"Hi! I decided to give you another small lesson about garbage collection."
As you already know, the Java machine itself monitors when an object becomes unnecessary, and deletes it.
"Yep. You and Rishi told me about it earlier. I don't remember the details."
"OK. Then let's go over it again."
"As soon as an object is created, the JVM allocates memory for it. Interest in the object is monitored using reference variables. An object can be deleted during garbage collection, i.e. the procedure by which memory is released if there are no variables referencing the object."
"Tell me a little about the garbage collector—what it is and how it works."
"OK. Garbage collection used to happen on the main thread. Every 5 minutes, or more often. If there was ever not enough free memory, the Java machine would suspend all threads and delete unused objects."
"But this approach has been abandoned now. The next-gen garbage collector works behind the scenes and on a separate thread. This is called concurrent garbage collection."
"I see. How exactly is the decision to delete an object or not made?"
"Just counting the number of references to an object is not very effective—there may be objects that reference each other, but are referenced by no other objects."
"So Java takes a different approach. Java divides objects into reachable and unreachable. An object is reachable (alive) if it is referenced by another reachable (living) object. Reachability is determined from threads. Running threads are always considered reachable (alive), even if nobody references them."
"OK. I think I get it."
"How does the actual garbage collection happen—the deletion of unnecessary objects?"
"It's simple. In Java, memory is divided into two parts by convention, and when it's time for garbage collection, all living (reachable) objects are copied to another part of the memory, and the old memory is all released."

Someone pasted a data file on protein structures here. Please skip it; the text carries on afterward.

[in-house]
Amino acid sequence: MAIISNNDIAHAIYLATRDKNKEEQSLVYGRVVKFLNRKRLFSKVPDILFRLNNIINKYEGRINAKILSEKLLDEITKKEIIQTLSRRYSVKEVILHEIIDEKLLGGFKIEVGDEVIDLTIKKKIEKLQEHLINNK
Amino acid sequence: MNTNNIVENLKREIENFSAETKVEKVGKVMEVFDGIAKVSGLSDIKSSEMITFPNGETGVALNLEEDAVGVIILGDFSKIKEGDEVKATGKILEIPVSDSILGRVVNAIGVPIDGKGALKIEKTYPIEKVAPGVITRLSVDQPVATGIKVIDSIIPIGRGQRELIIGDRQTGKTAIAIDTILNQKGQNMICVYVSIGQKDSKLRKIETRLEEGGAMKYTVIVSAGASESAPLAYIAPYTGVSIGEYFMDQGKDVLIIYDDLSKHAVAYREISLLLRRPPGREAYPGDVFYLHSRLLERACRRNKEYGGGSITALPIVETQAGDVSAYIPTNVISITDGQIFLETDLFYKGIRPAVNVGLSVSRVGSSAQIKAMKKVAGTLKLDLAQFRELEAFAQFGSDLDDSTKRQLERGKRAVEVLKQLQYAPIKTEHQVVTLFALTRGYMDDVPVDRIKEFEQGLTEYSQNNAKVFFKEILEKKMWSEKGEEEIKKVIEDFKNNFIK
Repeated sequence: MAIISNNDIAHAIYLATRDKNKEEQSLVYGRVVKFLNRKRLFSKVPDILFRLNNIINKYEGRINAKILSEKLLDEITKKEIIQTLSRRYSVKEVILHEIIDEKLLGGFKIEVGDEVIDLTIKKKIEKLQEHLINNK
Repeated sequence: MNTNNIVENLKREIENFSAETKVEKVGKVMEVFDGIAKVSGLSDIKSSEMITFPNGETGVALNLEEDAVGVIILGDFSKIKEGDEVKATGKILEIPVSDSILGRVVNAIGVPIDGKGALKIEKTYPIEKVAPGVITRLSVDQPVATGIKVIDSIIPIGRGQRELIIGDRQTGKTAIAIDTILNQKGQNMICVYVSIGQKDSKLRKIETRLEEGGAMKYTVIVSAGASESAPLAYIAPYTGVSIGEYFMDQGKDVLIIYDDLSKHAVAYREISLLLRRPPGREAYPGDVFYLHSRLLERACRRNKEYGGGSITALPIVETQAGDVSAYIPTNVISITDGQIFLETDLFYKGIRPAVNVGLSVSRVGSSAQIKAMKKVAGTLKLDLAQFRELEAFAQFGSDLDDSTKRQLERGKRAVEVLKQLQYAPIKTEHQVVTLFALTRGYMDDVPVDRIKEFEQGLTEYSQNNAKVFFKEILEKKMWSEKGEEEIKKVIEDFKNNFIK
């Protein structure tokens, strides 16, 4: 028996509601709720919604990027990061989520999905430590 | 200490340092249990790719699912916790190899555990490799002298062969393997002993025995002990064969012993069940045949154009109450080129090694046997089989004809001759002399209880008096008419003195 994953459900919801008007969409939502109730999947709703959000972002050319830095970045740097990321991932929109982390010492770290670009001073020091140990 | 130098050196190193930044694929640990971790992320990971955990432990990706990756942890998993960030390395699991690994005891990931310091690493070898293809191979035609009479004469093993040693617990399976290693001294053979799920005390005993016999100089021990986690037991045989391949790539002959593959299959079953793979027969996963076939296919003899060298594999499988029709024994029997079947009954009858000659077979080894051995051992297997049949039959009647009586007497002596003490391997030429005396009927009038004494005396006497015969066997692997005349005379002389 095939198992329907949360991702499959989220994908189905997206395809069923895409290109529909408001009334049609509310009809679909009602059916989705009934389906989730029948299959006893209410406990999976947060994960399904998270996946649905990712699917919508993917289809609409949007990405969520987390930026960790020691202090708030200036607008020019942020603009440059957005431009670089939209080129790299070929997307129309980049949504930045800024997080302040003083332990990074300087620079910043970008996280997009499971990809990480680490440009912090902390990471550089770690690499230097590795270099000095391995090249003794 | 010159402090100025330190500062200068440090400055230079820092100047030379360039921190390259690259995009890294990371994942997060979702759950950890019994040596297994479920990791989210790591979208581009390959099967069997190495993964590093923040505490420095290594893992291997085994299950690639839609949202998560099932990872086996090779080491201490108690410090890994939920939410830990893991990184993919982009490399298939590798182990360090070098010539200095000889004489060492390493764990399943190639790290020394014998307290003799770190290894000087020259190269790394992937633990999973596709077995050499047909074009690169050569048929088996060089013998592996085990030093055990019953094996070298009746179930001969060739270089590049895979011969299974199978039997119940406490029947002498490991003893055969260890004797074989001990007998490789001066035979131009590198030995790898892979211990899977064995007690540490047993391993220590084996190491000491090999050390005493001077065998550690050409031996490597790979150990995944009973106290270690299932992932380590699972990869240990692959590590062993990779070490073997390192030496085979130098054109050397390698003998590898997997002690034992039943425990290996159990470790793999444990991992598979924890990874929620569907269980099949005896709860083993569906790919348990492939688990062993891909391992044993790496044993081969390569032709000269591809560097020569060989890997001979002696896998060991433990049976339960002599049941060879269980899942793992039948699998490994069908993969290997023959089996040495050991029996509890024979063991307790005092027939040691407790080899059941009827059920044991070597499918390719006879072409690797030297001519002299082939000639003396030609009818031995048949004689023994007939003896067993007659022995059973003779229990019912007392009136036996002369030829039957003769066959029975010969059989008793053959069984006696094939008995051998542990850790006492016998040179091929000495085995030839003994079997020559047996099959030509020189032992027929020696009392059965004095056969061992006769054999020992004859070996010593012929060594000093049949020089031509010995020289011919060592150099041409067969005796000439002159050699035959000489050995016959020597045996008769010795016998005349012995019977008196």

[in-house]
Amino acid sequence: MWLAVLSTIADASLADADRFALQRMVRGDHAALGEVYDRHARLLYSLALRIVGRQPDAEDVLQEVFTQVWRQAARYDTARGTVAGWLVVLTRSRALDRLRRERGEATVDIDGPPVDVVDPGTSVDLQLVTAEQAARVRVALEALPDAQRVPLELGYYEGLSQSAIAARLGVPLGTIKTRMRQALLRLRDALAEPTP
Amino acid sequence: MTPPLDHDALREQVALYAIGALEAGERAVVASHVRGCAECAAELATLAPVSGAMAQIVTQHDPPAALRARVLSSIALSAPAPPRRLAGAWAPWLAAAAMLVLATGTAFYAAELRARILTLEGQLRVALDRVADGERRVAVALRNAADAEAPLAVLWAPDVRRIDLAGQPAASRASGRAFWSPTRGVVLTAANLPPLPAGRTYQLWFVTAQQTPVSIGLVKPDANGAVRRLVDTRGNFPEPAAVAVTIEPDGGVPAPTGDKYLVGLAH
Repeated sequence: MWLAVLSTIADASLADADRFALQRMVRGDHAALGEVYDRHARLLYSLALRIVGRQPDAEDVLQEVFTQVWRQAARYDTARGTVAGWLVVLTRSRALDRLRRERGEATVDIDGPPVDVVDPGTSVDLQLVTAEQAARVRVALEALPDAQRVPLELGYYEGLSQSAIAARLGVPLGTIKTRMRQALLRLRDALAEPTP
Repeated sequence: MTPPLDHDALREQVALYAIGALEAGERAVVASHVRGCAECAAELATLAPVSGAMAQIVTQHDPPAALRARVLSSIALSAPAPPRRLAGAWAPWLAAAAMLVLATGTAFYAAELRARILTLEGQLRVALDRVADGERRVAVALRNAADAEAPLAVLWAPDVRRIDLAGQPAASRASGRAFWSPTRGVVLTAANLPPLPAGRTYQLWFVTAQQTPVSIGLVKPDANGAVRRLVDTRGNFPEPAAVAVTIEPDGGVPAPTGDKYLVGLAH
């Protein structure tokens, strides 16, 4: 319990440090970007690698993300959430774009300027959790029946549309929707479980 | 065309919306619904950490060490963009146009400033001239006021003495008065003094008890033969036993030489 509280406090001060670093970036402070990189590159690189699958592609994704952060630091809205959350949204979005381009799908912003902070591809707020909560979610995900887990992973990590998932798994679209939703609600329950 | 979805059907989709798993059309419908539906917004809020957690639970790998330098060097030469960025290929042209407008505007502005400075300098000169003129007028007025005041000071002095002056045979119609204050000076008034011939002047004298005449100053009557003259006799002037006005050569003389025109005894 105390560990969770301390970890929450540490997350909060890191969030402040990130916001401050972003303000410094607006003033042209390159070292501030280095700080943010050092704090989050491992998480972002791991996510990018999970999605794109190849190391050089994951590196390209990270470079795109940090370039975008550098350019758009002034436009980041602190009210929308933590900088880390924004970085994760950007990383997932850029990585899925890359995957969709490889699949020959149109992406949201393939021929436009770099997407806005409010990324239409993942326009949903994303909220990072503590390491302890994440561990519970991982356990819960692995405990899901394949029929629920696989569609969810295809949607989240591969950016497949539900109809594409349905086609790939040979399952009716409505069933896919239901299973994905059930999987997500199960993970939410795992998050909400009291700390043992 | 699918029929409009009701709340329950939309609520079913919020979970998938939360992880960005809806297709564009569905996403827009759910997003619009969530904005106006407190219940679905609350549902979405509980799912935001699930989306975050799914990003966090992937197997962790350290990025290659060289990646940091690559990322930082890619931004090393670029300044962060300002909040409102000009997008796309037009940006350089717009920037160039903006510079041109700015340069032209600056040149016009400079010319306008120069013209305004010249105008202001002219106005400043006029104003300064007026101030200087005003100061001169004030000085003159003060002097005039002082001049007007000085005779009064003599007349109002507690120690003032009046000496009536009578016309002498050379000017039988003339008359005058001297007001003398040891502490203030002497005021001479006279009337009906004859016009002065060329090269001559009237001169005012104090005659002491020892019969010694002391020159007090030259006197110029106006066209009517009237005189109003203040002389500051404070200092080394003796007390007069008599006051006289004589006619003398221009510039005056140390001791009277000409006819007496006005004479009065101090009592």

"That's an interesting approach. No need to count references: copy all the reachable objects, and everything else is garbage."
"It's a bit more complicated than that. Java programmers found that objects are usually divided into two categories: long-lived (which exist the entire time the program is running) and short-lived (which are needed in methods and for performing «local» operations)."
"It's much more efficient to keep long-lived objects separate from short-lived ones. To do this, it was necessary to come up with a way to determine the longevity of the object."
"So, they divided all memory into «generations». There are first-generation objects, second-generation objects, etc. Each time memory is cleared, the generation counter is incremented by 1. If certain objects exist in multiple generations, then they are recorded as long-lived."
"Today, the garbage collector is a very complex and efficient part of Java. Many of its parts work heuristically—based on algorithms that make guesses. As a result, it often «doesn't listen to» the user."
"Java has a garbage collector (GC) object that can be called using the System.gc() method."